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JimmyB's picture
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Location: Northern Utah
Joined: 09/04/2009
Posts: 74
Muzzle Brake and Sighting question

I shoot a Ruger .300 Win Mag with 180 gr bullet. It was my first season with this rifle and I never had time to go out and properly get acustomed to it. It has a Nikon BDC 3-9-40 scope sighted in at 100 yards (paid to have gun shop sight it in). I had multiple people tell me with the scope sighted in at 100 yards that I could aim dead center up to 250-300 yards and not worry about bullet drop. Well after 12 years of Elk hunting with no success I finally had a chance at one in Montana this passed season. I ran into a huge bull standing completely still and perfectly broadside and had no idea I was there. I guessed he was right around 200 yards out and maybe 5 ft higher than me. I was caught in the open with some tall grass and bushes so I had to take a standing free hand shot which I am very comfortable with. I took my time and put the crosshairs halfway up right behind the shoulder. (scope was set on 8-9 power) I pulled the trigger and with the recoil I couldn't see the shot through the scope. I hurried and looked at the elk to see him jump and kick his back legs out then spin in 3 full circles looking shocked and confused. He stopped spinning with his rear facing me so I was unable to take a second shot. He slowly walked down the otherwise of the hill out of view. I waited for my dad to get up the hill to me and told him we finally got an Elk! We waited 20 min then went looking for the bull. Went to where the bull was standing when I shot and didn't find any hair or blood. Followed his tracks for about 100 yards on a game trail and still not a hint of blood. I was 99% Sure I had hit the bull with my shot placement and the bulls reaction. I searched all over that mountain, high and low and the deepest darkest holes for 2 days straight from first sunlight to last and never found him or a drop of blood. Everyone has told me I either hit high through the muscle, grazed him or completely shot over. Any suggestions??

And I've taken a mule deer 4/5 years i've gone and all shots were standing free hand and were a one shot and drop and have been taken between 150-200 yards with a 30-06 with an old fixed power scope that my dad had put on back in the mid 80's so I know I'm not a horrible shot.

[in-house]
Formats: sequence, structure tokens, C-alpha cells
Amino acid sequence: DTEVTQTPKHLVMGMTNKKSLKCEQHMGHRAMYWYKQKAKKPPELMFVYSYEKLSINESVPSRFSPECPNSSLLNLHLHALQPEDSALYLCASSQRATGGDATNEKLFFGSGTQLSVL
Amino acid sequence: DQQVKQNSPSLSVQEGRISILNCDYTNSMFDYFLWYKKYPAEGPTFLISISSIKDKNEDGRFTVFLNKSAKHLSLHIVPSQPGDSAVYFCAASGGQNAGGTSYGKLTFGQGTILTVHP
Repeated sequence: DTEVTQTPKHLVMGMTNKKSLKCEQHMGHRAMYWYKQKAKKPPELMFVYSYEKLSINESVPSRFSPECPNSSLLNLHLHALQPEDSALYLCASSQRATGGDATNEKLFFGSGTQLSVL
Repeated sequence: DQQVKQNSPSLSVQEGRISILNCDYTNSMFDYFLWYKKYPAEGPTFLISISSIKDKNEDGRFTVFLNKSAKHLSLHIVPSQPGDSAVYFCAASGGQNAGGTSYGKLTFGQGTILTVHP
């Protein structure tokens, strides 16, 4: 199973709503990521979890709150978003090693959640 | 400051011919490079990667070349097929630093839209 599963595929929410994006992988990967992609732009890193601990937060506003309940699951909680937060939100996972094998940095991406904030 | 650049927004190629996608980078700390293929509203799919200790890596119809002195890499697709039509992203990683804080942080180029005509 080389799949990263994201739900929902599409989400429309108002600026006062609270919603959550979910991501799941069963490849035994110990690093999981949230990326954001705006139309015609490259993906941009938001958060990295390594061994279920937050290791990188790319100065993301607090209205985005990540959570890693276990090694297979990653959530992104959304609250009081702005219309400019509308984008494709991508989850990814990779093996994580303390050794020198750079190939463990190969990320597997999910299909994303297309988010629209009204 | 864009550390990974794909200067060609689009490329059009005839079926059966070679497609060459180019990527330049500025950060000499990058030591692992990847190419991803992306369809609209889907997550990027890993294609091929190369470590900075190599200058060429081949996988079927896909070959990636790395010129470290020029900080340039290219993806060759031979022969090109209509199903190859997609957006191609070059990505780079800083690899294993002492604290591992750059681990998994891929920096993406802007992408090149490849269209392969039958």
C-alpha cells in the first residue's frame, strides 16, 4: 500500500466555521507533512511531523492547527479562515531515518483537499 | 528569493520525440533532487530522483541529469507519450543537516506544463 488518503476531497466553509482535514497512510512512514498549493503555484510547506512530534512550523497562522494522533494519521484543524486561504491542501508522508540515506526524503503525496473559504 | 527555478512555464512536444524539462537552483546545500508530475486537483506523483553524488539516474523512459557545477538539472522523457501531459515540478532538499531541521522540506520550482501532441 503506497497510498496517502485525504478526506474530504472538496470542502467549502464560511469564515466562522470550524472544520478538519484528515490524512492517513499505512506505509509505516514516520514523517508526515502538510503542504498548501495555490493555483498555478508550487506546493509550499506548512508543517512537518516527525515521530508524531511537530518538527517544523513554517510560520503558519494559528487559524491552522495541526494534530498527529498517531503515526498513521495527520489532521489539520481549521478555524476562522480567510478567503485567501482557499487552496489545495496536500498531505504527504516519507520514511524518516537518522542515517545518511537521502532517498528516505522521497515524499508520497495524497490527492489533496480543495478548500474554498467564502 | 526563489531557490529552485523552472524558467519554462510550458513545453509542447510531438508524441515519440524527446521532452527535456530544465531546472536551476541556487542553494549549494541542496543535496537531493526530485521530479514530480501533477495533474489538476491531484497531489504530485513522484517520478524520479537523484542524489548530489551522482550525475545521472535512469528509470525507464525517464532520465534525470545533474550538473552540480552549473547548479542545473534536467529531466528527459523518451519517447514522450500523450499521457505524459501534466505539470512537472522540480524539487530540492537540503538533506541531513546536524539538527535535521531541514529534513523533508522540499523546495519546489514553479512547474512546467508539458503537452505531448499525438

Where should I have my scope sighted in at to be dead on at 200? And what would the +/- be at 100 & 300 yards? I've read multiple charts and they all seem to be different. And would a muzzle brake be worth putting on to reduce recoil so I can watch the shot through the scope? And what brand/make/model should I get? I know it'll make it very loud but I'm not worried about that.

Tndeerhunter's picture
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Location: Tennessee
Joined: 04/13/2009
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.300WM

You've asked a couple different questions here. First, from your description, I think you did hit that elk, but perhaps never found the exact spot where he'd been when you searched. It's not easy to find that exact 5 sq ft spot where an animal actually stood when you took a shot at him at 200 +/- yards. You are not the first hunter to hit and never find an animal, nor will you be the last. It is unfortunately a part of hunting, for better or worse.

As far as your .300's trajectory, for a 200 yard zero shooting a typical 180gr load, your rifle should be sighted in at 200 yards to ensure it is. As far as the trajectory at both 100 and 300 yards, your rifle should print @ 100 yards, about 1.5" high and @ 300 yards about 6.5" low figuring a 200 yard zero. On an elk sized animal this would allow you to hold center of chest and still keep your shots within the elk's kill zone. All hunters are responsible for knowing where their rifle is printing at any range they expect to shoot at. Simply put, familiarity with rifle and load.